Question:RC Car steering using a dc motor and pot?


My stepfather asked me to try to fix an old RC car he was given. The existing board in the car has a few fried components that I can’t identify so I can’t just replace them.

Therefore, I thought I could use this as a good learning experience. I have already sorted out the RC part. I’m using Sparkfun’s 433 MHz RX/TX modules and the VirtualWire library together with a Wii nunchuck. That part works a treat together with the receiving code I threw together.

My problem concerns how to steer the thing! I opened up the vehicle and found the steering is controlled by a dc motor which is connected to a pot via some gears and through that to the steering linkages (I think that’s the correct term). I’ve already established that I can read the pot separately via an analog pin and I’m currently using a SN754410 chip to control the speed and direction of the motor (ignoring the pot for now).

Can someone point to me to some sample code that could help get me started ? I figured I’d need to read the pot first, somehow convert that (possibly using map) to a value that can match the steering command I receive via the remote and see if I need to move the motor, and, if so, how fast should the motor move, i.e. was it an abrupt change, like yanking the steering, or a gentle turn (I’ll already know the direction from the TX). Commands from the TX will be in the format R0 (steer straight), R12 (steer Right 12), L45 (steer left 45). I figured I’d try to use the numbers as degrees to turn.

Any help, pointers or just ‘Hey that won’t work because …’ gratefully accepted :slight_smile:


Hey that will work because you seem to have a good idea on how to solve the problem.

Actually, based on what you’ve told me, it seems spot on.

recieve and interpret command
read pot

Hmm, I guess what I wasn’t sure about was how to keep reading the pot until its output matches how far I’ve told the steering to turn and stop it when it arrives at that point. Since I have to connect the pot to an analog pin I can’t use an interrupt, correct ? In which case I’ll have to modify my void loop() to use some sort of state machine.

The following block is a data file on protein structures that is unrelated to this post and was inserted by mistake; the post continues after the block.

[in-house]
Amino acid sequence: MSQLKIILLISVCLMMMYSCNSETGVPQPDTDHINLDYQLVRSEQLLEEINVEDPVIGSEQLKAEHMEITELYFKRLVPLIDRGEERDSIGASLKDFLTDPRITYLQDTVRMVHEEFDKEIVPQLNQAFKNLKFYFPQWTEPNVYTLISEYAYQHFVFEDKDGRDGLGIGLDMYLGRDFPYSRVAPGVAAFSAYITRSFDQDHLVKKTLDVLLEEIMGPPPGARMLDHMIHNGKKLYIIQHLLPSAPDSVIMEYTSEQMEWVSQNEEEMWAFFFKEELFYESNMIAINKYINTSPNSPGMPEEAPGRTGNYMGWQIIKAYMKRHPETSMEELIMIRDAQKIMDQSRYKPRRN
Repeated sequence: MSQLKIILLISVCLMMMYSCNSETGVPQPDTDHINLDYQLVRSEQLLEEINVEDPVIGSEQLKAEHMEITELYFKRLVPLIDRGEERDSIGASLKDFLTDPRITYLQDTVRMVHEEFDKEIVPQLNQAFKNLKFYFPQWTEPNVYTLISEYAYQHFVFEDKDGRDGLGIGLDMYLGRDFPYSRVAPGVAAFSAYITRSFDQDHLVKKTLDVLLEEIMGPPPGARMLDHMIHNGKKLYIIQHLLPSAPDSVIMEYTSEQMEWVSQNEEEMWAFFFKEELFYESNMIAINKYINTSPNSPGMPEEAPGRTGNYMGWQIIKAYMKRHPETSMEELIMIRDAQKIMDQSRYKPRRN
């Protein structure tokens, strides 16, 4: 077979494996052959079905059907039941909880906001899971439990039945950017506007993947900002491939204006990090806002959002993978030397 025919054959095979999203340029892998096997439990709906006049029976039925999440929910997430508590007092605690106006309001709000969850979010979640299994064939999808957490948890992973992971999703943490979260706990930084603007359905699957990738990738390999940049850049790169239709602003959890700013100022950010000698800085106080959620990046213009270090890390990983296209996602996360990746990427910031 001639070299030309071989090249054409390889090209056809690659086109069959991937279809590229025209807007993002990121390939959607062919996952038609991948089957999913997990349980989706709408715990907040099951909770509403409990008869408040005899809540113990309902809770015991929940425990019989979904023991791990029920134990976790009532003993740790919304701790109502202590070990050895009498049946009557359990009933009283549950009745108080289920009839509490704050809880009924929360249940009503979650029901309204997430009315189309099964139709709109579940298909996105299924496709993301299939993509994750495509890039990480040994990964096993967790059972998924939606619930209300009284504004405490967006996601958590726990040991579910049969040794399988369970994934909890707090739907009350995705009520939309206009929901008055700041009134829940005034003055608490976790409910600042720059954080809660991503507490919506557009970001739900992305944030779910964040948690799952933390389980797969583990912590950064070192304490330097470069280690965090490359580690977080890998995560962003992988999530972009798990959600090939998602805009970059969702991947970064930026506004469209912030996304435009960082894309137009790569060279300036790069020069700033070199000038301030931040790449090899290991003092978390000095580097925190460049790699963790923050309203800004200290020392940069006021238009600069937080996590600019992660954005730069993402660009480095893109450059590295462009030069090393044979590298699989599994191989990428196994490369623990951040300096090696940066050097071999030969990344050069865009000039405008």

I’ve disconnected the motor from the steering linkages while I’m testing so I don’t stall the motor or strip the gears.

Thanks for verifying my analysis was correct :slight_smile:


You may be interrested in having a look at my FiniteStateMachine Library, still in beta though.

As for how to continously check:

const char minAngle = -60;
const char maxAngle = 60;

//angle in degrees
turnWheelToAngle( int targetAngle  ){
   unsigned int potentiometerPosition = analogRead( potPin ); 
   int currentAngle = map( potentiometerPosition , 0 , 1024 , minAngle , maxAngle );
   while ( currentAngle != targetAngle ){
     currentAngle < tergetAngle ? currentAngle++ : currentAngle--;
     setWheelToAngle( currentAngle ); //TODO - create and provide functionality

Thanks, I’ll test it tomorrow as it’s getting late :frowning:

I’ve used the same exact RF modules for my dual-nunchuck controlled robotic arm.

*What are you controlling the steering with? (a microcontroller?)

-To me it sounds like you are trying to completely bypass the original onboard controller. If you would like me to try and spec out what you could salvage out of your car’s board take a good pic and post it.

From what I understand, you should read the resistance of the pot at its maximum left, and maximum right.
steer_range = absolute_value[max_right - max_left]
= max_pot_reading - min_pot_reading

steer_center = max_pot_reading - steer_range/2
OR = the reading you receive when wheels are straight.

Send a byte to the receiver for steering. 1 byte has 256 possible steering positions(0-255). Which seems a bit much, but if you do it this way:
(0x denotes hexadecimal. 0x00 = 0, 0x05 = 5, 0xB4 = 180)

sending 0x00 could be max_left, and 0xFF(255) your max_right.
When your steering controller receives the byte, all it has to do is compare it to the current pot reading, then move it toward that value until its close enough. This is like the “mapping” you mentioned.
to convert from the byte:

scale_factor = steer_range/byte_range = steer_range/256

steer_to_position = received_steer_byte*scale_factor + min_pot_reading

This is the idea, but it is late so I might just be rambling, hope I’m not making this more confusing :0)

by the way, if you are not using an antenna with these RF modules, you don’t get great distance. I had to use 1200 bps just to get reliable signals. People have suggested using a long wire (few inches)


Woops…I havn’t used those RF modules. I used the 433 KHz, not MHz

I had to bypass the car’s original gubbins because some of it’s components were fried. I can’t tell what they were, they’ve been reduced to blobs.

That’s exactly the approach I’m trying to take. Haven’t had much time to dedicate to this though.

I was planning on using the wire aerial that came with the car originally.

Thanks !